Gaurav: We have an excellent mix of technical and business skills, ability to implement lean and scalable processes, and understanding of Indian SMEs which gives us a good edge against competition.

NextGenCatalogs - TeamThe NextGenCatalogs Team

CE:  Compared to your competition, how do you compete with respect to price, features, and performance?

Gaurav: We differentiate from our competition at multiple levels. Our product roadmap is built in a such a way that a customer does not need to look at other products for their customer engagement and product marketing needs. Examples include creating a digital presence under 5 mins directly from your mobile, keeping customers updated on latest products, and leveraging the in-app product centric chat for seamless communication.

We believe that if price is the only thing you can compete on, then you've a problem in your product, and as compared to your competition, you're not adding any incremental value to your customers.

C:E  What book would you recommend for every aspiring entrepreneur? Could you please tell us what is an average workday like for you?

Gaurav: Lean Startup (must read)

Eat that frog.

My average working day starts at 8 in the morning. I try to finish most of my work that requires high concentration during starting couple of hours, post which rest of the people dependent work like business discussions, technical discussions, mailing and rest of development related work happens. By the evening, core team discussions if any are due happen and they can go upto 9-10 in the evening. I ensure that I read a bit before going to bed.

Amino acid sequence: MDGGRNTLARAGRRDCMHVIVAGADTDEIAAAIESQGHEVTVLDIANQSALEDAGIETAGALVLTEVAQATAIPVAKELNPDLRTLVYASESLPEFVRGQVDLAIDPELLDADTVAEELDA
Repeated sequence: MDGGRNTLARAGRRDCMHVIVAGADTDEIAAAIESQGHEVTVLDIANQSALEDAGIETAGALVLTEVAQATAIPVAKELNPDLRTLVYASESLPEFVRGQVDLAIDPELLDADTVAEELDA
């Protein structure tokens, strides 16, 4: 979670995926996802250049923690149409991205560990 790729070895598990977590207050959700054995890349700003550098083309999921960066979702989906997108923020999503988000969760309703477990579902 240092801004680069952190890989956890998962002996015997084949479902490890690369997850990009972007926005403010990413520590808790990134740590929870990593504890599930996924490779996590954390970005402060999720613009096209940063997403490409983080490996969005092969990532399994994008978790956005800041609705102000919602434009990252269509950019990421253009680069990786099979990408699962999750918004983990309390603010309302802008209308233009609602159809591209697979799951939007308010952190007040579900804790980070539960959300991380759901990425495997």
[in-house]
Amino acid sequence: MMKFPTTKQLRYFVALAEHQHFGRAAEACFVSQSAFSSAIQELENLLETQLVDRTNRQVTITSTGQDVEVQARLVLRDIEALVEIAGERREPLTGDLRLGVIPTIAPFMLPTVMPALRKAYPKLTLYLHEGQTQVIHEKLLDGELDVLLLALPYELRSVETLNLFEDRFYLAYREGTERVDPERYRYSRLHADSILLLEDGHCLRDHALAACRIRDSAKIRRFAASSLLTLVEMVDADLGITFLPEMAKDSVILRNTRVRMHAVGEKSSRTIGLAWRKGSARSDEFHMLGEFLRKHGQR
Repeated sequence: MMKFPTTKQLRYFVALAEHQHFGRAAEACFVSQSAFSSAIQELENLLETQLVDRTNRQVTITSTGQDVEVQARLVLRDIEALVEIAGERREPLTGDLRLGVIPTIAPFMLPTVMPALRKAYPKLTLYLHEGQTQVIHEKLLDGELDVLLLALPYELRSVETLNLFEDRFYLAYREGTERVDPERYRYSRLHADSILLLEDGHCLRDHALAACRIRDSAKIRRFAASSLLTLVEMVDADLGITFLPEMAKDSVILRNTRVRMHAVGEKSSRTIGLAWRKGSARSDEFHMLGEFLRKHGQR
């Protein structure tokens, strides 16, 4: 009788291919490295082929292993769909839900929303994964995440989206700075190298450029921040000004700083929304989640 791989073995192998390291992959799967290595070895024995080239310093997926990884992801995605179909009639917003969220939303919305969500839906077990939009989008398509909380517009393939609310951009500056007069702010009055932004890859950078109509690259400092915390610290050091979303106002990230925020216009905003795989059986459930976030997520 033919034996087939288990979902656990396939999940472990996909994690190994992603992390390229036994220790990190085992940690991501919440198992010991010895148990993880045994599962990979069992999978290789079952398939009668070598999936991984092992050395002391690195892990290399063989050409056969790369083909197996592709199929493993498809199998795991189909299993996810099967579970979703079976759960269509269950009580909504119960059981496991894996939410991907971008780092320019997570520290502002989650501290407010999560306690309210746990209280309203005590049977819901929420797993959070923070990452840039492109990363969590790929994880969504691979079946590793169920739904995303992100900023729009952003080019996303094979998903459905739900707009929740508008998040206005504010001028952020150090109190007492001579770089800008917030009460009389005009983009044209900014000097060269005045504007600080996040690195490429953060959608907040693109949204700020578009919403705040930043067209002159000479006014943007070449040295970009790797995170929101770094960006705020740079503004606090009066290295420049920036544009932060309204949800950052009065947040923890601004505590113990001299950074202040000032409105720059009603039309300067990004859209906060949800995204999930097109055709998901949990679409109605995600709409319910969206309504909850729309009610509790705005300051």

CE:  Please describe a pitfall you were able to avoid because of a mentor or other advisor’s advice.

Gaurav: I've learnt a lot from my mentors, whom I always looked up for advice. In line with the earlier comment, the biggest pitfall we avoided during NextGenCatalogs, was designing, building, and launching a product in the market...that no one wants!! My mentors have helped me focus on the lean ways of starting up.

CE:  Could you please tell our readers about a time you felt you were right but you still had to follow directions or guidelines?

Gaurav: As you start working out in larger teams, there's a certain structure that gets build in your organisation. There have been times in the past where I had to go along with decisions where I did not fully agree. In times like these, we ensure that our egos don't come into play, and we focus on doing what's right for the company. Sometimes we hit, sometimes we miss...but we always keep learning.

CE: Do you, as a leader, bounce back quickly from setbacks?

Gaurav: You have to. There is no point in being discouraged by setbacks. It only harms oneself. Just assimilate all your lessons from your experience and move forward.

CE: Thank you for your time. Any message for our readers?


For students who are reading this, I would recommend that there has been no better time in the history of startups to startup. Entrepreneurship just makes you better at everything. Take the plunge. Its not as big a risk as it seems. Whether or not you succeed in the startup, it is always going to be beneficial in the long run.